Mullen: Now the percentages is definitely a hot spot for conversation today and I’ve love to get into just that practice - and removing that practice, essentially - but I want to go back to something you mentioned in that response which I absolutely love which is your talking about activities and assignments that are essentially wasting time and are just being completed because students are being told to complete them. That’s a common concern from parents and teachers that I speak with - that what this is doing is preparing them for doing things they don’t like to do just because they’re told to do it, which is a “life skill” they call, and my concern, my question, is what in standards-based grading in your work and your experience working with teachers across the country, how does standards-based grading connect to concepts such as conflict, self-efficacy, in ways that build that “grit” a lot of people call, to get through the work even when they don’t want to or they don’t see the value in that moment.

Townsley: Sure, ya, so I’d say the big paradigm shift is - and I’ll use your words, Greg - to provide more ownership for students and their learning. Again, if I’m a student and I just get my first assessment back and it tells me that in “standard 1” I have no idea that I don’t really understand it, and in “standard 2” I’m rocking it already, well now I know hopefully as a learner taking some ownership of my schooling experience that I need to spend more time on “standard 1”. If my test just says 76%, I’m not going to have that same Ah-Ha moment. Now having that information alone is not enough to take ownership, right? There has to be that next step. So I think about what we really want for students to go on to college, what do we really want for students to be quality citizens and workers - we want them to take ownership of their job, we want them to take ownership of their learning. We want them to say, “you know what, I turned this product in to my supervisor and I want to go do some kind of quality check of my own. Through the process I’ve learned in standards-based grading in school, I’m learning what quality looks like and what it doesn’t look like and so I’m hoping to replicate that later on in life. As a student in college and university, again not all colleges and universities are necessarily doing the standards-based grading thing yet, I want to be able to figure out what I know and what I don’t know and go and talk to the graduate assistant, the teacher assistant, or the professor ahead of time to take again an internal locus of control or mentality as a person. I believe standards-based grading really tries to influence that type of thinking. It’s more about chasing down my learning where I’m doing well and not doing well, as opposed to chasing down assignments, activities, and points.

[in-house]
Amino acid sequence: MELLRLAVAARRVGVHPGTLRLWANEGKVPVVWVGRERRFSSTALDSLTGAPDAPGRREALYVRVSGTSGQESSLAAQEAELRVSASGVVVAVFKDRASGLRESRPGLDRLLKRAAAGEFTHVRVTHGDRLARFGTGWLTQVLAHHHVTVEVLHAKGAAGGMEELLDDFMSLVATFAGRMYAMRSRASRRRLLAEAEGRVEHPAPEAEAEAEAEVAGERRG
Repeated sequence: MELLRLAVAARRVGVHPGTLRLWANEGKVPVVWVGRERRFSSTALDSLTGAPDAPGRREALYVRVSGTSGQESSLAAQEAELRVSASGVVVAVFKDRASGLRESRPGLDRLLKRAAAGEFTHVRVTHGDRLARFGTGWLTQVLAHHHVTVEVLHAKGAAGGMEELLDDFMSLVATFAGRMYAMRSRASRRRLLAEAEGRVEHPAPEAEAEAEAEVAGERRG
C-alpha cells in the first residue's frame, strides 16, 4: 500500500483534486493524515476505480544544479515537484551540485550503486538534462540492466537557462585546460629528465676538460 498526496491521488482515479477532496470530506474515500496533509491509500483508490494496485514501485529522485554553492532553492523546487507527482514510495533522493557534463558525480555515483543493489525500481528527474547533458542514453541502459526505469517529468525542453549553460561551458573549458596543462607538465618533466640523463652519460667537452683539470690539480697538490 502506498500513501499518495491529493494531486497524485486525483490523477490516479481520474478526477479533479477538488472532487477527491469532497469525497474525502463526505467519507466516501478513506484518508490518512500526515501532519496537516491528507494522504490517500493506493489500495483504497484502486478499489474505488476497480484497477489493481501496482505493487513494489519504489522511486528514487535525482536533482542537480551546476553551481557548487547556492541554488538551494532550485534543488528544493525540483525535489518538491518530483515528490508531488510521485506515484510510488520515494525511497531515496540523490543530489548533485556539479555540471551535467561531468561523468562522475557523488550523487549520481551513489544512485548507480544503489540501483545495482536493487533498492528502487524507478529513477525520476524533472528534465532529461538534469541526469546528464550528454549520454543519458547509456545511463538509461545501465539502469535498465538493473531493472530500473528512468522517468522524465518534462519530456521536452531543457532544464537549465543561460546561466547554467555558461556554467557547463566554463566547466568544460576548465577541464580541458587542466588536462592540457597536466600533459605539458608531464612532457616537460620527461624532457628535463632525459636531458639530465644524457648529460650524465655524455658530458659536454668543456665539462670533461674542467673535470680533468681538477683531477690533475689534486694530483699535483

Mullen: Professor Townsley, thank you for taking the time to speak with me. Are there any upcoming events or publications in the works that people should know about?

Townsley: That’s a really good question, Greg, I do have a book coming out through another publisher called “Making Grades Matter” and for those educators who have gone to a big workshop or conference and got really jacked up about changing their grading practices and perhaps even write a book about how to fix their broken gradebook from a K-12 perspective; the book that’s going to be coming out is very much fitting that next step or iteration of “where do I get started” - so if you’re a secondary educator trying to figure out how to get started with standards-based grading practices, hopefully you’ll check out “Making Grades Matter”. Also, an article coming out here along the lines of losing As and Fs, what works for schools, and implementing standards-based grading. It’s a deep-dive into literature from a teacher perspective, from an administrator perspective, and from a community or parent perspective as well. It’s what the literature says so far about what works and doesn’t work for school implementing standards-based grading. A couple publications coming out soon that will hopefully help the school community take the next steps towards standards-based grading.

Mullen: That’s fantastic. Thank you again for being on the program.

Townsley: You bet, Greg, thanks so much. Have a great day.

[End Interview]

Mullen: Hello listeners! If you enjoyed the show, you are encouraged to support the program by going online to - not only can you get early access to each episode, but also bonus episodes, exclusive content, gifts, discounts, and even receive a thank you shout-out personally from me in an episode. And if you haven’t already, you can order my book, Creating a Self-Directed Learning Environment: Standards-Based and Social-Emotional Learning, available online at Amazon and Of course, you can learn more about me and my work at Again, thank you for listening. I’ll talk to you next time.